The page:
عنوان مقاله [English]
Introduction Loess sediments of northern Iran represent several cycles of climate change and evolution of the landform for the mid-to-late Quaternary. Climate change in elevations of Iran and its surrounding areas is very controversial in the mid and late Quaternary, and has been discussed in the past according to rainfall and rainfall periods and between rainfall, glacial and inter-glacial. Paleomegnatic results also indicate that Early Pliestocene loess (Reddish loess) have accumulated between, 1.8 to 2.4 million years ago. However, pedogenic processes and the effects of past climate in these soils still have not been fully investigated. The loess deposits in northern Iran are a valuable archive of regional paleoclimatic and paleoenvironmental information. Micromorphology is an important technique to identify and interpret the loess- paleosol for paleoclimate studies. Microscopy is a method of studying undisturbed soil samples with the help of microscopic techniques (and sometimes with ultramicroscopic ones), in order to identify their constituents, determine their mutual relations in space and time and interpret their formation conditions. Micromorphology uses these characteristics to make interpretations, generally on the soil formation processes. This study aimed to conduct a micromorphological investigation on the early Pleistocene loess and to compare it with the modern loess derived soils in Agh-Band, Yelli-Badrag and Qareh-Agach in loess plateau of eastern Golestan.
Materials and Methods The study area is located in semiarid climate in loess Plateau east Golestan. Six profiles were selected and studied. Physicochemical properties such as soil texture, acidity (pH), electrical conductivity (EC), saturation moisture (SP), organic carbon (OM), cationic exchange capacity (CEC) and calcium carbonate equivalent (CCE) were measured in the laboratory. Then, soil samples were prepared from each horizon for micromorphology studies. For micromorphological studies, thin sections were prepared from undisturbed, oriented and dry clods by standard methods and described under a polarizing optical microscope.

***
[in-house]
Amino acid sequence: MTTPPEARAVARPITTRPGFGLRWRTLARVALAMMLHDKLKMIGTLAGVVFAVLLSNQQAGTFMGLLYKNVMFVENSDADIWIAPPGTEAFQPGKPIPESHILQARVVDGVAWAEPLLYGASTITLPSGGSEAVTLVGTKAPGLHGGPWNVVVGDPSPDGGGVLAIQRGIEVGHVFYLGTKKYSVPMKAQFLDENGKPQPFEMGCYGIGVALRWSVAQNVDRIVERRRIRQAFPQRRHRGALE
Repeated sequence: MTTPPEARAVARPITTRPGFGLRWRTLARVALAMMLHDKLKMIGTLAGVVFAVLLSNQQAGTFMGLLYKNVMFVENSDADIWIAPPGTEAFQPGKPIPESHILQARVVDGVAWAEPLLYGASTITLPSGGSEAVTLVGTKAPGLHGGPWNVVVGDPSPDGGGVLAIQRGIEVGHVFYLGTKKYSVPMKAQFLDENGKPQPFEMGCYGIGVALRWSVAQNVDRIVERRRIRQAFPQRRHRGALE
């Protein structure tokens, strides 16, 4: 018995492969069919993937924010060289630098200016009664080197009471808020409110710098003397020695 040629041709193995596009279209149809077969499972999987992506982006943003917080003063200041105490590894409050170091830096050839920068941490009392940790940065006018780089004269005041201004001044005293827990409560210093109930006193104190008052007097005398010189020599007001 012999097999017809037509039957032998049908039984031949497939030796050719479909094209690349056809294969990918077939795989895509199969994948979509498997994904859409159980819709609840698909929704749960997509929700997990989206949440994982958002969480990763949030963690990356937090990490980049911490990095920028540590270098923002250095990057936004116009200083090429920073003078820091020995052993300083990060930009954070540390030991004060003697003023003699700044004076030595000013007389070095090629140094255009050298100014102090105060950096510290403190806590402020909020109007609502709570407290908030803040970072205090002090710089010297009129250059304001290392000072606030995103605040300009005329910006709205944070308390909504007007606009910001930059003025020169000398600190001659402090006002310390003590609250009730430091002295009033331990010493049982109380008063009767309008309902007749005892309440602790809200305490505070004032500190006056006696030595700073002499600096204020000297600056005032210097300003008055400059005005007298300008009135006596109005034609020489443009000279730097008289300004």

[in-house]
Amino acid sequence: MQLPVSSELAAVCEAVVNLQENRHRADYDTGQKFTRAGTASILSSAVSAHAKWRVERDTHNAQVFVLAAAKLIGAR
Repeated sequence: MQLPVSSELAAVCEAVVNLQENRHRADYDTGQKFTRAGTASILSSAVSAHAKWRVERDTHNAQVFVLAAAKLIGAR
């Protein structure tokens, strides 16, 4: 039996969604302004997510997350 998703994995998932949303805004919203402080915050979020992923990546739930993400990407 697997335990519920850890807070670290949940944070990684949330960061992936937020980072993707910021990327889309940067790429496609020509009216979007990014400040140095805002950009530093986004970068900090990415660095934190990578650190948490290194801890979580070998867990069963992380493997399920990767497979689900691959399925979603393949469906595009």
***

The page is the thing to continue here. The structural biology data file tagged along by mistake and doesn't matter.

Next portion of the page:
Results and Discussion Comparing the results of physicochemical properties (such as color, carbonate percentage, the cation exchange capacity, etc.) in paleosol and modern loess soils indicates that the in paleosols, soil forming processes have passed several stages. The existence of the argillic horizons and the evolved calcic in paleosols and their absence in the modern soils in which they are present, indicates the change in soil formation conditions. The change in the color of paleosols also represents the soil moisture and the more suitable conditions of the past climate (temperature, and especially rainfall) in comparison with the present climate of the region. This color change was due to activation of soil formation processes in paleosols. All paleosol samples had a higher clay content than the late modern loess soils of the Pleistocene, suggesting favorable climatic conditions for soil formation processes and the development of more ancient soil than parent materials. Reducing annual precipitation decrease soil pedogenesis.
Conclusion Comparison of the results obtained from paleosols of early Pleistocene with modern soils indicates that the time and climate change caused alterations in the soil micromorphology features (such as the type and amount of pores, soil structure and b-fabric and pedofeatures etc.). One of the most important pedofeatures was clay coating around void, presented only in buried paleosols, which is the evidence for moist climate conditions and subsequently enough leaching for clay translocation. Further, the presence of planar void caused by shrink and swell of clay is evidence for evolution in the paleosols. In argillic horizons of paleosols, dominant b-fabric is speckled due to carbonate leaching while in calcite horizon, it is crystallitic b-fabric. The micromorphological index of soil development calculated, showed that these red-colored deposits are formed under an annual precipitation of about 450- 650mm which represents more humid conditions at the time of their formation than the modern loess soils. In modern soils derived from recent loess, lack of clay coating can be a reason for weakly developed soil formation.